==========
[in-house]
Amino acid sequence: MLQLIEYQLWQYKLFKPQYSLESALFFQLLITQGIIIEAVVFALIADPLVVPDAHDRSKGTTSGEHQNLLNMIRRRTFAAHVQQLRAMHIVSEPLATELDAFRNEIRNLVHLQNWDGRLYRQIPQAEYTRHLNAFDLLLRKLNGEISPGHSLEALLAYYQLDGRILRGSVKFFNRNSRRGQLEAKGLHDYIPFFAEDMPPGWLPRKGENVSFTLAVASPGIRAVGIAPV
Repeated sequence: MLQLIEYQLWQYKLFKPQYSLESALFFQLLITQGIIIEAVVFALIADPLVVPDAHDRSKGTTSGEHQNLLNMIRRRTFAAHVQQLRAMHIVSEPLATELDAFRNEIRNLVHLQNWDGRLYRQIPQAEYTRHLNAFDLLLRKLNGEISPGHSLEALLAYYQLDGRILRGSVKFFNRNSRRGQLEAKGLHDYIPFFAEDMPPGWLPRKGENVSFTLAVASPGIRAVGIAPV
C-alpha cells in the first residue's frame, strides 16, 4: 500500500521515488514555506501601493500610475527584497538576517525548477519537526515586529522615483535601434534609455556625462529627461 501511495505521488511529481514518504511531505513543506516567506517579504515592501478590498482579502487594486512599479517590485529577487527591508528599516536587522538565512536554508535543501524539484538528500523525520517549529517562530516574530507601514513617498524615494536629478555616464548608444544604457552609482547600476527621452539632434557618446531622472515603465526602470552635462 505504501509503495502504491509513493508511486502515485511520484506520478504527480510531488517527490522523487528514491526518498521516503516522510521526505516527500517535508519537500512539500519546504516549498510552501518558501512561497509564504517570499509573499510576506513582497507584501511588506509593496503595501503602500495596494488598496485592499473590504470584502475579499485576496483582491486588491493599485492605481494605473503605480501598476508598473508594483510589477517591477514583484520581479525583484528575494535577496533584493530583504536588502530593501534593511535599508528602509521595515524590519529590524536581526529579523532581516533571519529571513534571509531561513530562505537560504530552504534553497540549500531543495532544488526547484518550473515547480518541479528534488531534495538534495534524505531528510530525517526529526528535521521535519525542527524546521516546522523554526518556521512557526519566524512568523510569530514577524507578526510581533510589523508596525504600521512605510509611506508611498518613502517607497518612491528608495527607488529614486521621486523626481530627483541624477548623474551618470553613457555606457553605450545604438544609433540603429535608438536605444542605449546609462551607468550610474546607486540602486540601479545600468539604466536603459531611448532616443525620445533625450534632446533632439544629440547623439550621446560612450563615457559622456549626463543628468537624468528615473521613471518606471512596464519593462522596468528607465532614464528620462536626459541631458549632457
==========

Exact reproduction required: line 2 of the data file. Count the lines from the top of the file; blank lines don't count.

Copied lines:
Amino acid sequence: MLQLIEYQLWQYKLFKPQYSLESALFFQLLITQGIIIEAVVFALIADPLVVPDAHDRSKGTTSGEHQNLLNMIRRRTFAAHVQQLRAMHIVSEPLATELDAFRNEIRNLVHLQNWDGRLYRQIPQAEYTRHLNAFDLLLRKLNGEISPGHSLEALLAYYQLDGRILRGSVKFFNRNSRRGQLEAKGLHDYIPFFAEDMPPGWLPRKGENVSFTLAVASPGIRAVGIAPV